Later that same year, Craig Steward took me up to Franks’s house on Woodrow Wilson in Laurel Canyon – Hollywood Hills. I got to hang with Frank that night, as he and (I think) Bob Stone were mixing a live version of Florentine Pogen.
I asked FZ if I could go out the studio area and look around. He said “Sure, fine….just don’t step on anything!”I went out and sniffed around at everything – the underground drum booth, the grand piano (played it for a bit too), checked out elaborate Zappa orchestral scores sitting there by the piano, saw a cover of an Italian music magazine with FZ on the cover – wearing a gold dress, his hair in barettes – tied back, with makeup on , holding a lit cigarett up to the mouth of a Barbie doll.I thought it was funny and told Frank so. Craig and the engineer wanted to see it, so we all walked out into the studio and FZ showed it to them.As we were standing there, I saw FZ’s newly designed signature Frank Zappa series Fender Strat, sitting on a guitar stand.
I asked FZ about it and he said “Well pick it up and play it!”
I bent down to play it, since there was no strap or pick. FZ bent down right beside me to listen to me play. I was nervous and too nervous to ask for a guitar pick.
I played Zappa tunes all the time and had been working on my own version of Twenty Small Cigars, so that’s what I played for Frank. Nothing was really said after I played, so I sat the guitar back down and we walked into the engineer booth and talked some more – then Craig and I left.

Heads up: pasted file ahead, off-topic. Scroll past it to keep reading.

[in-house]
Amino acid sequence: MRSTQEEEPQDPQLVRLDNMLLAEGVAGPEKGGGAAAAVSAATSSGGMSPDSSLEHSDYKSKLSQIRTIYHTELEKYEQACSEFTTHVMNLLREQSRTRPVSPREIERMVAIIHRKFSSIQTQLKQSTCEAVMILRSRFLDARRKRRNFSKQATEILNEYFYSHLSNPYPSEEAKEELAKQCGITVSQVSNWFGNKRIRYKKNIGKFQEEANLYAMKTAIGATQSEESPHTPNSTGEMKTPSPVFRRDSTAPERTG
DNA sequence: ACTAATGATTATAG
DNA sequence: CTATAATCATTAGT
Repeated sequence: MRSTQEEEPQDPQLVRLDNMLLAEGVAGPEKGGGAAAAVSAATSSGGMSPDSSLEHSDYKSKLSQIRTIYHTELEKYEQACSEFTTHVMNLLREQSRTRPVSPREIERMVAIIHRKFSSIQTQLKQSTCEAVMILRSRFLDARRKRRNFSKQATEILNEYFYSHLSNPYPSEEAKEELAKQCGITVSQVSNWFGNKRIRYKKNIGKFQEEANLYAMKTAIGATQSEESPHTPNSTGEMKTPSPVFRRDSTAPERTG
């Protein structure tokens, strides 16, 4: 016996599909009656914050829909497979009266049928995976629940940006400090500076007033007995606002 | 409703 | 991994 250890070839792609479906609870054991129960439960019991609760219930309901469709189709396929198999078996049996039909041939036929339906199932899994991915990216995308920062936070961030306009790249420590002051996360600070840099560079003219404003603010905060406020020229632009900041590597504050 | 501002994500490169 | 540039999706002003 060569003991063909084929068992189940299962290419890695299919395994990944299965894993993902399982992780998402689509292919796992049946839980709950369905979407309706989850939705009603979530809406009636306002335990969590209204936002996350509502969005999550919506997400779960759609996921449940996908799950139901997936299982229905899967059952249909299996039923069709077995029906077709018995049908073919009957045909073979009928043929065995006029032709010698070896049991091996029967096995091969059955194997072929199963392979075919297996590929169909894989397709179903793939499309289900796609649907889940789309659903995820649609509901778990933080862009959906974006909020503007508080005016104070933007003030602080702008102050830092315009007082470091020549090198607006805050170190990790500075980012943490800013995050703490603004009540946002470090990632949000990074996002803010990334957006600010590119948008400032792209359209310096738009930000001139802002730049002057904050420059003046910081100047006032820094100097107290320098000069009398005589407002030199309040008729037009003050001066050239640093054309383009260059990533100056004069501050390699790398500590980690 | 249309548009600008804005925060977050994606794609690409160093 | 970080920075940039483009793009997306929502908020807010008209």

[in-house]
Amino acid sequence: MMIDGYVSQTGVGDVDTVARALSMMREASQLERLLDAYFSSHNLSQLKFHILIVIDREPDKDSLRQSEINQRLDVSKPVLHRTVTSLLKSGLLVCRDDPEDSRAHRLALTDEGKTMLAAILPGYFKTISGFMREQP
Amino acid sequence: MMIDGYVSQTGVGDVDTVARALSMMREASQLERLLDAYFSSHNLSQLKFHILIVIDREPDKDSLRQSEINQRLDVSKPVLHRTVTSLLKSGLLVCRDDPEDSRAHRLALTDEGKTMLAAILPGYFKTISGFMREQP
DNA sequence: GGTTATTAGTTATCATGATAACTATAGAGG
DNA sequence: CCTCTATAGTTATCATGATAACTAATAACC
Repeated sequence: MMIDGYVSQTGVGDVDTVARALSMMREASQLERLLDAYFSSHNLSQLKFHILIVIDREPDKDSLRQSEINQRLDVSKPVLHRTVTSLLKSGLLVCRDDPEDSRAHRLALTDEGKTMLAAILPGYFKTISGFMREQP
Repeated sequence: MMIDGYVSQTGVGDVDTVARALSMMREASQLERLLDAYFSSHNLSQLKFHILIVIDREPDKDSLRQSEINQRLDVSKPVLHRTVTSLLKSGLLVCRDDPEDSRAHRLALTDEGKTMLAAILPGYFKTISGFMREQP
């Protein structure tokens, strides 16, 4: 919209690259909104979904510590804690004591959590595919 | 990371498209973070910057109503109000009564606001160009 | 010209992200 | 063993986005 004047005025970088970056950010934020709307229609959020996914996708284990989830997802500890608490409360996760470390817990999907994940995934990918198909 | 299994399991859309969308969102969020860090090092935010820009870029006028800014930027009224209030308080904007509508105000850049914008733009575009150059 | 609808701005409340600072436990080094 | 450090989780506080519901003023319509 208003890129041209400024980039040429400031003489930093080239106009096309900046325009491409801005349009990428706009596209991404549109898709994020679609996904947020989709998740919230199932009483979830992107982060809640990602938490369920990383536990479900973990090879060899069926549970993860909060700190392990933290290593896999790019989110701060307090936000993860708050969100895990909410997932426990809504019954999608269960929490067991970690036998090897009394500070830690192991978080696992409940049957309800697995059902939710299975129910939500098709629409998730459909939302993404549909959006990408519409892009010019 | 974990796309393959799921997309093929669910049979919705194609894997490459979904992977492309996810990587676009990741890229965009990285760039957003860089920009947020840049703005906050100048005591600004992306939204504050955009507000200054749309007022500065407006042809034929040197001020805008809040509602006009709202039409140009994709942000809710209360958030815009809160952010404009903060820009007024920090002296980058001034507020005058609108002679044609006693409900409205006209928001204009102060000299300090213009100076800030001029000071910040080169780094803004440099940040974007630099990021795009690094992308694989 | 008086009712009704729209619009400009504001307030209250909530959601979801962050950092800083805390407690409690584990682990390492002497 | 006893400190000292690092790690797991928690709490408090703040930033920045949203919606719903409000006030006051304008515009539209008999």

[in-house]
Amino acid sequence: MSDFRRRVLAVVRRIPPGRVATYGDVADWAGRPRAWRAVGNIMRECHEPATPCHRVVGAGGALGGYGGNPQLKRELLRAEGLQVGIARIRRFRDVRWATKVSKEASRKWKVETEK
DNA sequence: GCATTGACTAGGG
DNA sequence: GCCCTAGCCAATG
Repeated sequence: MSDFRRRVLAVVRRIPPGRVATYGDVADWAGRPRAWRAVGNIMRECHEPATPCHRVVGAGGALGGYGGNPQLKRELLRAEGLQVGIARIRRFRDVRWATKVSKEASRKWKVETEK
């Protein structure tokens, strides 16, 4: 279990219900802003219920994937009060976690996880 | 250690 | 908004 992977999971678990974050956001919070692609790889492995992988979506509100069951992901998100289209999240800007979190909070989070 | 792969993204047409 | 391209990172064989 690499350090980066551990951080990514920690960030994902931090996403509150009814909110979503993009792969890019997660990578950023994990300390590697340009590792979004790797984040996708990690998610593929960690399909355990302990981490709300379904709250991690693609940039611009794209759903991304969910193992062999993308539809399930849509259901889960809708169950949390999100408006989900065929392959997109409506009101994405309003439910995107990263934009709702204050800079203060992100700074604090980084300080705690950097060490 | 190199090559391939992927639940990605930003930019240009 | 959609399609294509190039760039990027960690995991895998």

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I also saw part of a Zappa show in late 1981 at the Santa Monica Civi Auditorium -the same night Lisa Popeil sat in with them to do Teeage Prostitute. I had to leave early because I had a gig to play that was an hour’s drive away.
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Also in 1981, I met a composer from Switzerland named Steff Signer. He was very Zappa-influenced. He came to the USA and stayed at my house. We went over to Don Preston’s house and hung out all night talking and playing.A few years later, back in Switzerland, Steff recorded an album with Craig Steward, with songs on it that mentioned my name, as well as Jimmy Carl Black. Pretty rare and funny too.♪ ♫♪ ♫Also in 1981, I had finally found the ultra rare 45 by Ron Roman called Love Of My Life. One night, Gerald Fialka took me to a Zappa rehearsal at Zoetrope Studio in Hollywood.
During a break, I walked up to Frank with a copy of the 45 and asked FZ to give me the details/background on this rare little sucker. He told me all the details and I sent the story to a Zappa fan mag called Mother People and they published it a few months later.